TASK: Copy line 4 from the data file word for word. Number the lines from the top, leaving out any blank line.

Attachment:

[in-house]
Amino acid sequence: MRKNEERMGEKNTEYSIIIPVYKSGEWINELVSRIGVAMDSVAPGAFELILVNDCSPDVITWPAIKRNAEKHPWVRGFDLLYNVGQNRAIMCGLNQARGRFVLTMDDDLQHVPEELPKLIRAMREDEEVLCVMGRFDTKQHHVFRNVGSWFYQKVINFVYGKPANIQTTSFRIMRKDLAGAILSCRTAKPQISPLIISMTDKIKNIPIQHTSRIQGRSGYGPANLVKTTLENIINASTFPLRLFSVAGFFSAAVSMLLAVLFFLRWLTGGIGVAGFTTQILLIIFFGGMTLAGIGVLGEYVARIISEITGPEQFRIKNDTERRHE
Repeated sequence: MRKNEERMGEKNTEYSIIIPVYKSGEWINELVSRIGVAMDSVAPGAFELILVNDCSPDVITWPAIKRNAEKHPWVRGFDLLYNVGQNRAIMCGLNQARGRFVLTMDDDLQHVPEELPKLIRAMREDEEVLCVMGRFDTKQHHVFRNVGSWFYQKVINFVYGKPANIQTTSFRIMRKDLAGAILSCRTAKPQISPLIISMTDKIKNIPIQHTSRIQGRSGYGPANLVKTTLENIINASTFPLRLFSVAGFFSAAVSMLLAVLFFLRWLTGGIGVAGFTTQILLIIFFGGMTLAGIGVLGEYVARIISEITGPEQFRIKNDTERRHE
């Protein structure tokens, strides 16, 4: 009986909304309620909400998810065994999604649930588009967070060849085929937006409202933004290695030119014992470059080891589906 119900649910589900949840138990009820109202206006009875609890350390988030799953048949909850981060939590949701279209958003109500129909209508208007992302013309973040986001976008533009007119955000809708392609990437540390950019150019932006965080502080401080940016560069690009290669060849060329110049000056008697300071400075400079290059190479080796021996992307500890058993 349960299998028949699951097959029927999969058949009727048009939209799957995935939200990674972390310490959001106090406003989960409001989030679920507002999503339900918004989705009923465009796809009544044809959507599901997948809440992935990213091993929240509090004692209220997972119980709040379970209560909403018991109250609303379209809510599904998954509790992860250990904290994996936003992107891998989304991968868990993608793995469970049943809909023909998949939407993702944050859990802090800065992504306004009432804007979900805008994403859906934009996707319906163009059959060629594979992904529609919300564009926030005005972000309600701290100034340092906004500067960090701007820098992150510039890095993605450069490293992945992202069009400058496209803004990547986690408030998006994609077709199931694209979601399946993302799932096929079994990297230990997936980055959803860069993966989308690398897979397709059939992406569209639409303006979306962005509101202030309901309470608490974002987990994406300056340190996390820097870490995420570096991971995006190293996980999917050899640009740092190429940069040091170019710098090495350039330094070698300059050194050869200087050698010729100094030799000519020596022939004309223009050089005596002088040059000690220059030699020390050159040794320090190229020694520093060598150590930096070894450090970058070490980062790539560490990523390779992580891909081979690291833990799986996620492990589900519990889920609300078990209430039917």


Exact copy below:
């Protein structure tokens, strides 16, 4: 009986909304309620909400998810065994999604649930588009967070060849085929937006409202933004290695030119014992470059080891589906 119900649910589900949840138990009820109202206006009875609890350390988030799953048949909850981060939590949701279209958003109500129909209508208007992302013309973040986001976008533009007119955000809708392609990437540390950019150019932006965080502080401080940016560069690009290669060849060329110049000056008697300071400075400079290059190479080796021996992307500890058993 349960299998028949699951097959029927999969058949009727048009939209799957995935939200990674972390310490959001106090406003989960409001989030679920507002999503339900918004989705009923465009796809009544044809959507599901997948809440992935990213091993929240509090004692209220997972119980709040379970209560909403018991109250609303379209809510599904998954509790992860250990904290994996936003992107891998989304991968868990993608793995469970049943809909023909998949939407993702944050859990802090800065992504306004009432804007979900805008994403859906934009996707319906163009059959060629594979992904529609919300564009926030005005972000309600701290100034340092906004500067960090701007820098992150510039890095993605450069490293992945992202069009400058496209803004990547986690408030998006994609077709199931694209979601399946993302799932096929079994990297230990997936980055959803860069993966989308690398897979397709059939992406569209639409303006979306962005509101202030309901309470608490974002987990994406300056340190996390820097870490995420570096991971995006190293996980999917050899640009740092190429940069040091170019710098090495350039330094070698300059050194050869200087050698010729100094030799000519020596022939004309223009050089005596002088040059000690220059030699020390050159040794320090190229020694520093060598150590930096070894450090970058070490980062790539560490990523390779992580891909081979690291833990799986996620492990589900519990889920609300078990209430039917």